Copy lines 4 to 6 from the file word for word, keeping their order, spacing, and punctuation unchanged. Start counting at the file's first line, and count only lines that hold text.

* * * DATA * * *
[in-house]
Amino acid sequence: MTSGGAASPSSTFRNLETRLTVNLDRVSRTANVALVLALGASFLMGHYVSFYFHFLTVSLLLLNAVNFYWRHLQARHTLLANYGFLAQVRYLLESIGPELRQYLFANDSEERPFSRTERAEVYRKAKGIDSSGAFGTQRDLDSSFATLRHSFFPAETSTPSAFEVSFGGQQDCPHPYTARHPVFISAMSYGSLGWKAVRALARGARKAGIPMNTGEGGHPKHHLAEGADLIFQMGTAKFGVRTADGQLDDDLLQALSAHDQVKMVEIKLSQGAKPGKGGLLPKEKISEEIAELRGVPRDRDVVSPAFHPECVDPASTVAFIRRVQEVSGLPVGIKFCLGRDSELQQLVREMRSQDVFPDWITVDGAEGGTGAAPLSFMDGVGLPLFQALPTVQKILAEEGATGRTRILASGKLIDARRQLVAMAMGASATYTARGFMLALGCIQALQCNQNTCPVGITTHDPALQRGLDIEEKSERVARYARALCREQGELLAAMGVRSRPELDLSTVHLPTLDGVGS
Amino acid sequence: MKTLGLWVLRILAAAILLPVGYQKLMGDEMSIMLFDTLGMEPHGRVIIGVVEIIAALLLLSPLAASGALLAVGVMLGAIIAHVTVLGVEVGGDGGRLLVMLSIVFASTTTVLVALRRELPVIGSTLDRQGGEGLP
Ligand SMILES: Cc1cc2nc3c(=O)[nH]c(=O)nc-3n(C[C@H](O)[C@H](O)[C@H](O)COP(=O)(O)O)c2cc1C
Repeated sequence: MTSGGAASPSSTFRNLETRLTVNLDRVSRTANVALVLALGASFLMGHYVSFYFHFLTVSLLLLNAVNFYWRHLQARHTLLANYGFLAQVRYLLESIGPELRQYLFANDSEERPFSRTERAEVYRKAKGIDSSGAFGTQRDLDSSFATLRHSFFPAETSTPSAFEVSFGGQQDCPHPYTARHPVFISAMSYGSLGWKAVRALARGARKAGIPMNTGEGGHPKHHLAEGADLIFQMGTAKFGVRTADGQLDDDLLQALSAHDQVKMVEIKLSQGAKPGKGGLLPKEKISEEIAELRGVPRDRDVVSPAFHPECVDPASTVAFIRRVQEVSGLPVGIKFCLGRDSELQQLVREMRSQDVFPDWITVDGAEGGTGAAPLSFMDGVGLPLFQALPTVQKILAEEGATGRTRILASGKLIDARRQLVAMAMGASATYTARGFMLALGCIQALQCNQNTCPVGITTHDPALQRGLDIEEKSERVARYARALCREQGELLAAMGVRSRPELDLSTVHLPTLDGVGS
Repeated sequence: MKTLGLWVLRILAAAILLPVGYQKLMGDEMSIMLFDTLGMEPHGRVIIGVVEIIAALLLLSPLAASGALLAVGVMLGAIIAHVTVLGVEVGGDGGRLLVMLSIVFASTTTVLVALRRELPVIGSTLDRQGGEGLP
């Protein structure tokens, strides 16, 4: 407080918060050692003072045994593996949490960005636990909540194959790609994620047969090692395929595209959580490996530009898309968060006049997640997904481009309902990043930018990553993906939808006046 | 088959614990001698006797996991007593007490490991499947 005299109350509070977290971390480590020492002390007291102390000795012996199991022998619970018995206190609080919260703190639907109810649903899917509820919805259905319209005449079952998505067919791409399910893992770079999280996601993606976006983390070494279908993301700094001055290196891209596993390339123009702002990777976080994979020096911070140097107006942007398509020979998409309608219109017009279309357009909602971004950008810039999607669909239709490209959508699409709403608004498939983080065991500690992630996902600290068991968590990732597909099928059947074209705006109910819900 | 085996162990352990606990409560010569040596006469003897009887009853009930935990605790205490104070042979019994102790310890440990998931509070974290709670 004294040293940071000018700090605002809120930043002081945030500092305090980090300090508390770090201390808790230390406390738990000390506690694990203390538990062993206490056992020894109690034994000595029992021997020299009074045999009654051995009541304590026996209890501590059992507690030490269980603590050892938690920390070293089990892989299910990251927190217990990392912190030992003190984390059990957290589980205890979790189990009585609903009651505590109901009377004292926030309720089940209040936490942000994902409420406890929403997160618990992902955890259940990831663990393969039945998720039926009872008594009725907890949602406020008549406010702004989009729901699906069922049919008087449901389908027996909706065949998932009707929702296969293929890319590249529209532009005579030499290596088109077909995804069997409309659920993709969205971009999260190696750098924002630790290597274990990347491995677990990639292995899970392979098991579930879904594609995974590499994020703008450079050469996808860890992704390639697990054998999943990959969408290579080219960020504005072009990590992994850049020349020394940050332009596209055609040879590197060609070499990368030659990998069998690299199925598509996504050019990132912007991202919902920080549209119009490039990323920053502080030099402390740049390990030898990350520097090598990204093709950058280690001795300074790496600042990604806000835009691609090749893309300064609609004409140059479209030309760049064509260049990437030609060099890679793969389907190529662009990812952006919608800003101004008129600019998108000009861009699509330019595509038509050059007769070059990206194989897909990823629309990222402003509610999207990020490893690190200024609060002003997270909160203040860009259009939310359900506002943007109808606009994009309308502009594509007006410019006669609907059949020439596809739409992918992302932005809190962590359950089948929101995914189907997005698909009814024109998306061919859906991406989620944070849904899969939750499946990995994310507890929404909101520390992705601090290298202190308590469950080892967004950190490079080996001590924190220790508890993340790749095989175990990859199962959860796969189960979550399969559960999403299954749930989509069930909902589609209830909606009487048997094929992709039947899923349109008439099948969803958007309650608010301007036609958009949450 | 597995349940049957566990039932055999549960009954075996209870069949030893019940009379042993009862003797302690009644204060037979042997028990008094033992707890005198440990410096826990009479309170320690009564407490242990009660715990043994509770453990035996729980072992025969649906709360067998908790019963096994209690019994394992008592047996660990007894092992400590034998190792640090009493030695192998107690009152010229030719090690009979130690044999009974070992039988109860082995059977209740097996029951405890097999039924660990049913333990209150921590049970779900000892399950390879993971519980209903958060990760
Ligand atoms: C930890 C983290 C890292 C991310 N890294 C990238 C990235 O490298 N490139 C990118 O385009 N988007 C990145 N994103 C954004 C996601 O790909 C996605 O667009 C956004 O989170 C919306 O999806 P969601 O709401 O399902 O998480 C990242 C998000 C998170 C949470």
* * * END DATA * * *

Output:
Ligand SMILES: Cc1cc2nc3c(=O)[nH]c(=O)nc-3n(C[C@H](O)[C@H](O)[C@H](O)COP(=O)(O)O)c2cc1C
Repeated sequence: MTSGGAASPSSTFRNLETRLTVNLDRVSRTANVALVLALGASFLMGHYVSFYFHFLTVSLLLLNAVNFYWRHLQARHTLLANYGFLAQVRYLLESIGPELRQYLFANDSEERPFSRTERAEVYRKAKGIDSSGAFGTQRDLDSSFATLRHSFFPAETSTPSAFEVSFGGQQDCPHPYTARHPVFISAMSYGSLGWKAVRALARGARKAGIPMNTGEGGHPKHHLAEGADLIFQMGTAKFGVRTADGQLDDDLLQALSAHDQVKMVEIKLSQGAKPGKGGLLPKEKISEEIAELRGVPRDRDVVSPAFHPECVDPASTVAFIRRVQEVSGLPVGIKFCLGRDSELQQLVREMRSQDVFPDWITVDGAEGGTGAAPLSFMDGVGLPLFQALPTVQKILAEEGATGRTRILASGKLIDARRQLVAMAMGASATYTARGFMLALGCIQALQCNQNTCPVGITTHDPALQRGLDIEEKSERVARYARALCREQGELLAAMGVRSRPELDLSTVHLPTLDGVGS
Repeated sequence: MKTLGLWVLRILAAAILLPVGYQKLMGDEMSIMLFDTLGMEPHGRVIIGVVEIIAALLLLSPLAASGALLAVGVMLGAIIAHVTVLGVEVGGDGGRLLVMLSIVFASTTTVLVALRRELPVIGSTLDRQGGEGLP